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Clear Linux & Their Love For FMV + dl_platform/dl_hwcap In The Name Of Performance

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  • Clear Linux & Their Love For FMV + dl_platform/dl_hwcap In The Name Of Performance

    Phoronix: Clear Linux & Their Love For FMV + dl_platform/dl_hwcap In The Name Of Performance

    For those mesmerized by the numbers whenever posting a cross-distribution comparison like the recent Core i9 7900X vs. Threadripper 1950X On Ubuntu 17.10, Antergos, Clear Linux with showing Intel's performance optimizations done on Clear Linux, Intel engineer Victor Rodriguez presented this week at the 2017 Open-Source Summit North America about some of their Linux performance boosting work...

    http://www.phoronix.com/scan.php?pag...ux-NA2017-Opts

  • edwaleni
    replied
    Originally posted by arjan_intel View Post
    btw if anyone wants to play with CL without installing, you can just do

    docker run -it clearlinux/machine-learning

    (that gets you a pretty fat docker image with many things already in it)
    Excellent idea. I am going to try that.

    After some research on why CL won't boot on my 12c/24t dual-Xeon......it was the last board in that generation to not have a full UEFI implementation. CL requires UEFI to run.

    My bad, I didn't run the compatibility script ahead of time. Odd, the OS goes through the entire install sequence, locates storage, partitions, reboots, everything until you get a simple blinking cursor in the upper left corner on startup. I was pulling out the Infiniband card, disabling the SAS etc. trying to see what the holdup was.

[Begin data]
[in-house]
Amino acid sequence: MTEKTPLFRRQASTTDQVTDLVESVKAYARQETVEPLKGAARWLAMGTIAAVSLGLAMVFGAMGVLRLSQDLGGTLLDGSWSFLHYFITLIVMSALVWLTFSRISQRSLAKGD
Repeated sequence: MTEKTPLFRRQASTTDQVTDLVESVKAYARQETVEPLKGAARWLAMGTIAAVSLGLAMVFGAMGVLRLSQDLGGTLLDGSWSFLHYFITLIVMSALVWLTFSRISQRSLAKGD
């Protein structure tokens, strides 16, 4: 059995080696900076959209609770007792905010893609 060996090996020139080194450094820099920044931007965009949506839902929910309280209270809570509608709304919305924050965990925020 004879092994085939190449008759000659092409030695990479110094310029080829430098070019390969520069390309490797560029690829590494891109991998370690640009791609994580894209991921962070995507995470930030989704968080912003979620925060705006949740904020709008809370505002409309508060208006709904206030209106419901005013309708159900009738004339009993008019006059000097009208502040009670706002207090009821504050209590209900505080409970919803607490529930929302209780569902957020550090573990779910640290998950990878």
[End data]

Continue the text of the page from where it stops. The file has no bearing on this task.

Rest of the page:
No worries, we will get CL running full time on another box in the mean time.

    Leave a comment:


  • arjan_intel
    replied
    btw if anyone wants to play with CL without installing, you can just do

    docker run -it clearlinux/machine-learning

    (that gets you a pretty fat docker image with many things already in it)

    Leave a comment:


  • arjan_intel
    replied
    Originally posted by edwaleni View Post
    It's still finicky to install. I install the builds periodically as they roll them out and I get oddities every time. This weeks build gave me screen flashing installation prompts on an Atom-Z. But the same live build on Virtual Box doesn't. Adding the VBox extensions work but show an installation error all the time. The OS still errors out when you install a minimal set to an eMMC drive (like on a SBC). Michael has done a great job at getting the PTS install to work. But I still don't have the OS working properly on my 12c/24t dual Xeon. Trying again this weekend so I can compare PTS results.